Sometimes you just gotta let kids cry… My teenage son walked down the stairs with a frown on his face. College classes have gotten the best of him. My pep talk with him yesterday apparently wasn’t as good as I thought it was. My future as a motivational speaker went down in flames. When I brought my first child home from the hospital, cries were immediately met with a soothing rub and my full attention until the whimpers quieted. From baby tears to teenage sulking, I want to make my child happy. I’ve exhausted myself trying to make this happen. I’ve finally realized I can’t make any of my kids happy.
Here’s the clue you may be doing something wrong—when you’re exhausting yourself doing it.
Years ago, when my mom watched me try to stop tears from my four children, she gave me my first golden bit of wisdom,
“Let them cry. I promise they will be OK.”
When Mary and Martha sent word to Jesus that their brother Lazarus had died, Jesus didn’t come that very day but waited two more days before heading back to them in Judea. When he arrived he discovered the funeral had already taken place, Lazarus had been dead four days now, and there were two very heartbroken sisters in deep mourning who had been crying for days. Not only were Mary and Martha in tears, but it’s in this passage of Scripture where we find the shortest sentence in the Bible—Jesus wept. Two words packed with incredible meaning. Even our Savior shed tears. Even He felt sad.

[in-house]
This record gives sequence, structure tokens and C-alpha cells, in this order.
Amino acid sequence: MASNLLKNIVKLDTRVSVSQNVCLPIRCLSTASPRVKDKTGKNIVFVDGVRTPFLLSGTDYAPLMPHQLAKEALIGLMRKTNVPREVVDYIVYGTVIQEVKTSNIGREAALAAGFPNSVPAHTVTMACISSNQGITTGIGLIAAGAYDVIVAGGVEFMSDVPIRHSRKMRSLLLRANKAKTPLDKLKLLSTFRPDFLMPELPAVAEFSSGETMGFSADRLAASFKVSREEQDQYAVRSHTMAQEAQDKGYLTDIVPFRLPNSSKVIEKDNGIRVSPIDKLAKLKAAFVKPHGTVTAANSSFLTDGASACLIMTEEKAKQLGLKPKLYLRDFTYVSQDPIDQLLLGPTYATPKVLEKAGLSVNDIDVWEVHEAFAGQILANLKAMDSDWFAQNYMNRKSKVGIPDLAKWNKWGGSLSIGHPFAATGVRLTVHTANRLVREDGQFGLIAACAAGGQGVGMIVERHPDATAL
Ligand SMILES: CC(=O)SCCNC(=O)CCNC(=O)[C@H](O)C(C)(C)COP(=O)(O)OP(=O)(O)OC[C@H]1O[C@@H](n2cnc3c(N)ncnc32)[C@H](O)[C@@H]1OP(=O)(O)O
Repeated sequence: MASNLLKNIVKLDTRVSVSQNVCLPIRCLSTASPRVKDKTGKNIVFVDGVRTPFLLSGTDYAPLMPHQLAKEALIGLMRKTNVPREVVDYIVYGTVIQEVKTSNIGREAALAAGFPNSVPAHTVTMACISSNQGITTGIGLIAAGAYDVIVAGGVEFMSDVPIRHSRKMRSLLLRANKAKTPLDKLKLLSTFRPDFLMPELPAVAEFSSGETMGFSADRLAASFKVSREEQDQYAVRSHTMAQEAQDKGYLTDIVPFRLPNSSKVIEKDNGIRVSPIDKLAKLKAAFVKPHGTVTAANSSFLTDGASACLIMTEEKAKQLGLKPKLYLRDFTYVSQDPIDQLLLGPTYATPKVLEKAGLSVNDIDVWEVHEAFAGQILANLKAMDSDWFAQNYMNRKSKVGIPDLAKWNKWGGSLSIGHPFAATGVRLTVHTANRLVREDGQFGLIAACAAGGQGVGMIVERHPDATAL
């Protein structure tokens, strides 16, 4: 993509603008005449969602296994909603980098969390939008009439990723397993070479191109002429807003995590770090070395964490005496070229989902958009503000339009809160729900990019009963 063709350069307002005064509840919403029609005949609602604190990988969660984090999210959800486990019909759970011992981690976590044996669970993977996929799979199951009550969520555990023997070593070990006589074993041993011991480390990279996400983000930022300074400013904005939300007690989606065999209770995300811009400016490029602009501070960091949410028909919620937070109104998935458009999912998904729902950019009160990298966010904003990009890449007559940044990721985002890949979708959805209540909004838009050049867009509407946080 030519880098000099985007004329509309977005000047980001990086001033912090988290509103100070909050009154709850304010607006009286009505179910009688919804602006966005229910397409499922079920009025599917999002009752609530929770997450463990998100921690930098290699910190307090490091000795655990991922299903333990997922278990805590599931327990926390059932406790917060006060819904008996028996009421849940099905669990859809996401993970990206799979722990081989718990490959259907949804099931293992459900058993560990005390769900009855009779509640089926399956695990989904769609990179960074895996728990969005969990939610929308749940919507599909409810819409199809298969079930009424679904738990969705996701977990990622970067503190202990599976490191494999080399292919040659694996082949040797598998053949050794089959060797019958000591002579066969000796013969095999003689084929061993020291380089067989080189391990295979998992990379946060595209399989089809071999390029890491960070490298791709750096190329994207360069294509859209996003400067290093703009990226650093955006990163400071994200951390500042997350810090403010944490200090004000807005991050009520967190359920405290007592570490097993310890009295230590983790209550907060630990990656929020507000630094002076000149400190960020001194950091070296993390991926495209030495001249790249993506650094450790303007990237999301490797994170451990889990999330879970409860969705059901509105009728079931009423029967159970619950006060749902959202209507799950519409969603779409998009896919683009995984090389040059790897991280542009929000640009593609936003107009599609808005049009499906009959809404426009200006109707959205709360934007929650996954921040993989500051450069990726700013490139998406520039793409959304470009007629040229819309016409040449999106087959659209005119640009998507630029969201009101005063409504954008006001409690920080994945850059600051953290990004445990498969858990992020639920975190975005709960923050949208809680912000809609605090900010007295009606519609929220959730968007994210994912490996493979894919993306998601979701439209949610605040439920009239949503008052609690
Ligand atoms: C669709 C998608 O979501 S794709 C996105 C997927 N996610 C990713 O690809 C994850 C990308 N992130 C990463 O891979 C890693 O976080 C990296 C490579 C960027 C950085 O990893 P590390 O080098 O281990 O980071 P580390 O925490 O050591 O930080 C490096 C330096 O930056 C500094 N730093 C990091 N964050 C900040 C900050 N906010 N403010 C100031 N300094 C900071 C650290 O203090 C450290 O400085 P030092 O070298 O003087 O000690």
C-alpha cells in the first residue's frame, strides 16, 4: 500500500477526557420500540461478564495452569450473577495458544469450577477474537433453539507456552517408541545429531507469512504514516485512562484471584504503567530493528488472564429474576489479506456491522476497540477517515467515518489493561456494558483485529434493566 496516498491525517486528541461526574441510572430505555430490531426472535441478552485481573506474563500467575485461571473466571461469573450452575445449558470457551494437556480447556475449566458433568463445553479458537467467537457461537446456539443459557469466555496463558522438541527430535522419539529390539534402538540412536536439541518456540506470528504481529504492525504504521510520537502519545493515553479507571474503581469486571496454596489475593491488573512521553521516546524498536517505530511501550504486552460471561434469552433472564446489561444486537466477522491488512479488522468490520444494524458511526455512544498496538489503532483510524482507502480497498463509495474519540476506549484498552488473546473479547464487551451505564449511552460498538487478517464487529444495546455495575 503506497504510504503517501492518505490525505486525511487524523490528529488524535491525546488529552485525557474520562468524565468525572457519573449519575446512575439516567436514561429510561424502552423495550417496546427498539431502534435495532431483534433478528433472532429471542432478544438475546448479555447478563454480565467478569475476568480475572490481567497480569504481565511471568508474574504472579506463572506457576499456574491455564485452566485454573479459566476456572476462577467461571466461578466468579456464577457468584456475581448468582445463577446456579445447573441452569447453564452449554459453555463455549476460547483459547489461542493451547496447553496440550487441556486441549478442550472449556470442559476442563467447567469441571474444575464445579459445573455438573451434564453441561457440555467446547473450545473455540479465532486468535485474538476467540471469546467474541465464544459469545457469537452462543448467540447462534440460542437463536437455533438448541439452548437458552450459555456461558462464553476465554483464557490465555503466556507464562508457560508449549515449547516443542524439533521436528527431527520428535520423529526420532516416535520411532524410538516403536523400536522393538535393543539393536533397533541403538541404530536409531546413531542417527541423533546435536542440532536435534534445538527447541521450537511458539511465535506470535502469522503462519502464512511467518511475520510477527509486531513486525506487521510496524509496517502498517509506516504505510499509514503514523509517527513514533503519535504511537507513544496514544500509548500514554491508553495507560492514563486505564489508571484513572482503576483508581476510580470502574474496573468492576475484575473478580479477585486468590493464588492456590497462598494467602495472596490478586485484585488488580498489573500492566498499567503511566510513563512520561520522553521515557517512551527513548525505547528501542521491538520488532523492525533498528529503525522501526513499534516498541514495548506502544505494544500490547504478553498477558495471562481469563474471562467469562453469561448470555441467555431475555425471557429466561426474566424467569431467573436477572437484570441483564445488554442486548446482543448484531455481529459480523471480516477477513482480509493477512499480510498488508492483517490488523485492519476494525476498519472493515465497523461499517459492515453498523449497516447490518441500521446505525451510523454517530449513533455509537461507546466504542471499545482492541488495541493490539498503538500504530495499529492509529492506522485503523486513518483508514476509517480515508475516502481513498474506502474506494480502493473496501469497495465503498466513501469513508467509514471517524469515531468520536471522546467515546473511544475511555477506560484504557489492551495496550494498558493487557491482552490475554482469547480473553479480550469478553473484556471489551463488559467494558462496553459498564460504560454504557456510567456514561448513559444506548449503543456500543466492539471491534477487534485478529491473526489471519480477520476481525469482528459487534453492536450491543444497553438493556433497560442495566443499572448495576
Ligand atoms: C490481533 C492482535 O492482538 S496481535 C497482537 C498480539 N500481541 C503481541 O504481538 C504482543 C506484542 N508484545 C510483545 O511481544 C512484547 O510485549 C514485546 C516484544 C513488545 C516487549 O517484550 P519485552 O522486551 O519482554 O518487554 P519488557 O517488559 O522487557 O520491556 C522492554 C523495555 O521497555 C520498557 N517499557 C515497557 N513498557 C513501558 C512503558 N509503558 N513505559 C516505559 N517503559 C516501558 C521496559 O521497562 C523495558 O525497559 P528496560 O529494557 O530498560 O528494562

Here are a few things I’ve learned to do over the years about why it’s okay to let kids cry.
1. Let them hurt
Is there anything more contrary to mothering than allowing a child to cry or hurt? Still, it’s much needed for their development. Come alongside and give them a hug. Sympathize and validate their hurt, “Yes, I know you’re sad.” Or, “It’s OK to be sad. Sometimes mommy is sad, too.” And if a child is older, maybe you can empathize, “I understand how hard this is for you.” Or, “I’m sorry you’re going through this. I’ve been there, too.” Follow up with a personal story of your own about a past hurt or grievance.
2. Let them heal
Give them a little time. Don’t let their hurt sabotage your life or manipulate joy in your home. Scripture reminds us there’s “a time to cry and a time to laugh. A time to grieve and a time to dance” (Ecclesiastes 3:4). Give them needed space, but look for signs of healing: interest in friends, playing again, laughter, an appetite and conversation.
3. Let them lean
When a child is young they lean on mom and dad for everything. As they grow older we need to let go so they can lean on God. I can’t expect my adult child to have BIG FAITH if they have little experience in leaning on a BIG GOD. If I answer their every whim and whimper, I become God in their eyes. Do you want to grow their faith? Let them lean on the only ONE who can meet and exceed their expectations (Psalm 62:5).
As a mom, I’m not a magic fairy called to spread joyful pixie-dust over my child’s every moment. I have to remind myself, my daughters and sons must feel pain while in my keep.